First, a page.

Still, some say the Commonwealth could present a platform for British diplomatic and cultural clout after it leaves the EU. Michael Lake, director of the Royal Commonwealth Society charity, said the Commonwealth could be a “useful and productive stepping stone for the development of a new soft-power agenda.”

But Britain’s relationship with the Commonwealth has been clouded by diplomatic missteps and the legacy of empire. May had to apologize this week after it emerged that some people who came to the U.K. from the Caribbean decades ago had been refused medical care in Britain or threatened with deportation because they could not produce paperwork to show their rights to residence.

Gay-rights activists are also protesting the summit, urging the repeal of laws against homosexuality that are in effect in more than 30 Commonwealth countries — in many cases, introduced under British rule.

May says Britain deeply regrets its role in passing the anti-gay laws. “I am all too aware that these laws were often put in place by my own country,” she said. “They were wrong then, and they are wrong now.”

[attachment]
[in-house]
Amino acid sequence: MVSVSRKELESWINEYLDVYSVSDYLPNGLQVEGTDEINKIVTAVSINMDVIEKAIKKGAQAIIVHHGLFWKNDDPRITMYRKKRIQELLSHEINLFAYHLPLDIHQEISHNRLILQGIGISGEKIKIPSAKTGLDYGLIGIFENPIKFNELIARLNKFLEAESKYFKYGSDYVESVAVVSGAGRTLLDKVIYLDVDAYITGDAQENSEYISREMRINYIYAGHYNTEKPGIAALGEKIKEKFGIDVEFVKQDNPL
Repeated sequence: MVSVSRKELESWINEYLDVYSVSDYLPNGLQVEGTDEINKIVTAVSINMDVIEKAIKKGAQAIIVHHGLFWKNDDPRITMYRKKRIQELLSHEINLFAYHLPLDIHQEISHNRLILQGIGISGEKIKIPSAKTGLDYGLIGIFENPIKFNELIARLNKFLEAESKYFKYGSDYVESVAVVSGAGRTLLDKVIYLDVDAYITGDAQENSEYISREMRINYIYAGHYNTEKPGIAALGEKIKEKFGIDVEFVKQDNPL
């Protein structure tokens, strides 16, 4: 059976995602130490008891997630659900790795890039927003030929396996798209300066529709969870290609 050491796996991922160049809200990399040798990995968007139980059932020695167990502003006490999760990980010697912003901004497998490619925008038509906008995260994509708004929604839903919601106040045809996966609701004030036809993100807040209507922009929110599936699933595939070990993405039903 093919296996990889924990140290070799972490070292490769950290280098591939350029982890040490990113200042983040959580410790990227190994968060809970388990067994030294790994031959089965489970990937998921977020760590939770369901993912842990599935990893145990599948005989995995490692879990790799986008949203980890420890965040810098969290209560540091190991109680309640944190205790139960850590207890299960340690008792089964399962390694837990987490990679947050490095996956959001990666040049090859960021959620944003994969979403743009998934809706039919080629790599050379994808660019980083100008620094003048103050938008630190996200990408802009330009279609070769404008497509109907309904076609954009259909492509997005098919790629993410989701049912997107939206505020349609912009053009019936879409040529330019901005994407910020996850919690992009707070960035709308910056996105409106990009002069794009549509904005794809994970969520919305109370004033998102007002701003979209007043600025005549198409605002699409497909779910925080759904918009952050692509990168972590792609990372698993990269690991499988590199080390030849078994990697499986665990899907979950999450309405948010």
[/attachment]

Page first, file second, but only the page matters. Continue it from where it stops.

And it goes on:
The Commonwealth is officially committed to democracy and human rights, but its rights record is mixed. Many look with pride on the organization’s role in the 1970s and ’80s in trying to end apartheid in South Africa.

But many Commonwealth nations have been plagued by corruption or destabilized by coups. Zimbabwe’s former president, Robert Mugabe, pulled his country out of the group in 2003 after it was suspended for widespread human rights abuses. Gambia quit in 2013, calling the Commonwealth a “neocolonial institution.” It rejoined earlier this year.

Still, the Commonwealth provides support for democracy and corruption-fighting, and gives its smaller members a chance to be heard as part of an international network. Attempts to expand the club beyond former British colonies have had modest success, with Mozambique and Rwanda joining in recent years.

Philip Murphy, who heads the Institute of Commonwealth Studies at the University of London, said the Commonwealth was held together by “a kind of inertia, the fact that it’s probably more trouble to wind it up than to keep going.”

But he said he wouldn’t write it off just yet. “It’s sort of like the Holy Roman Empire — international organizations can survive long beyond their natural expiry date,” Murphy said.